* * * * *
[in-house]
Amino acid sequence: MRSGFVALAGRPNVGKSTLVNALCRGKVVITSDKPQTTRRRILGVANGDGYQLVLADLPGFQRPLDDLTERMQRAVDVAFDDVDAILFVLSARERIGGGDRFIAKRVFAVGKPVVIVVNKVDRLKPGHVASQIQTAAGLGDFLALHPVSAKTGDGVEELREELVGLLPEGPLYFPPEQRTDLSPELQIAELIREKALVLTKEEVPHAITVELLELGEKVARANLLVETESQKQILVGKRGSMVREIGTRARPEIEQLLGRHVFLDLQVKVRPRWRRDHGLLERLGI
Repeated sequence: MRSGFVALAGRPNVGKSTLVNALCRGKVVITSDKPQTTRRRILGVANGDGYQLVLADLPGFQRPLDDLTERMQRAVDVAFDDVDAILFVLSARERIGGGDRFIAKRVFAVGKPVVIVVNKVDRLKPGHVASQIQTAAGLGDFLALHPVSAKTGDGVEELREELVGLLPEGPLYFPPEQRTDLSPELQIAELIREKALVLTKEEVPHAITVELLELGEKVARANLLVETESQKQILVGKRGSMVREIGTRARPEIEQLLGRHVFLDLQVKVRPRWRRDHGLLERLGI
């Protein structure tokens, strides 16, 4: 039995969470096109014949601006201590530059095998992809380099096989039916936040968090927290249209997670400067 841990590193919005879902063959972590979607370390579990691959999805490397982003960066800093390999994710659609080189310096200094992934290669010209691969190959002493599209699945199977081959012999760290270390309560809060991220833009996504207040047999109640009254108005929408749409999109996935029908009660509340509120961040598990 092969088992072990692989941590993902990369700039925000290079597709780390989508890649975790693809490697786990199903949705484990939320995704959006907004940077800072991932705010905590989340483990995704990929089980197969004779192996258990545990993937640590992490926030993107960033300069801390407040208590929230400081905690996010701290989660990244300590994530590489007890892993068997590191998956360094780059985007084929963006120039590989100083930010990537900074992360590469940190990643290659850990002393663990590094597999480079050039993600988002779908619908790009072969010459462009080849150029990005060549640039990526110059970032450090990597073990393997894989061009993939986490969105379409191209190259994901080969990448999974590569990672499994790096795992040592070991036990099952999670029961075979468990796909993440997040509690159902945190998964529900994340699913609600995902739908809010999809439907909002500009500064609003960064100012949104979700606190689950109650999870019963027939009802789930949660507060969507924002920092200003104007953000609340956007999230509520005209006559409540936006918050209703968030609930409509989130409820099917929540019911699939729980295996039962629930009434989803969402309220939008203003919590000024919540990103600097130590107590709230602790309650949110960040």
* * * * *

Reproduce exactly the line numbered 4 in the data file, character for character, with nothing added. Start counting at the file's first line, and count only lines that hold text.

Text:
């Protein structure tokens, strides 16, 4: 039995969470096109014949601006201590530059095998992809380099096989039916936040968090927290249209997670400067 841990590193919005879902063959972590979607370390579990691959999805490397982003960066800093390999994710659609080189310096200094992934290669010209691969190959002493599209699945199977081959012999760290270390309560809060991220833009996504207040047999109640009254108005929408749409999109996935029908009660509340509120961040598990 092969088992072990692989941590993902990369700039925000290079597709780390989508890649975790693809490697786990199903949705484990939320995704959006907004940077800072991932705010905590989340483990995704990929089980197969004779192996258990545990993937640590992490926030993107960033300069801390407040208590929230400081905690996010701290989660990244300590994530590489007890892993068997590191998956360094780059985007084929963006120039590989100083930010990537900074992360590469940190990643290659850990002393663990590094597999480079050039993600988002779908619908790009072969010459462009080849150029990005060549640039990526110059970032450090990597073990393997894989061009993939986490969105379409191209190259994901080969990448999974590569990672499994790096795992040592070991036990099952999670029961075979468990796909993440997040509690159902945190998964529900994340699913609600995902739908809010999809439907909002500009500064609003960064100012949104979700606190689950109650999870019963027939009802789930949660507060969507924002920092200003104007953000609340956007999230509520005209006559409540936006918050209703968030609930409509989130409820099917929540019911699939729980295996039962629930009434989803969402309220939008203003919590000024919540990103600097130590107590709230602790309650949110960040």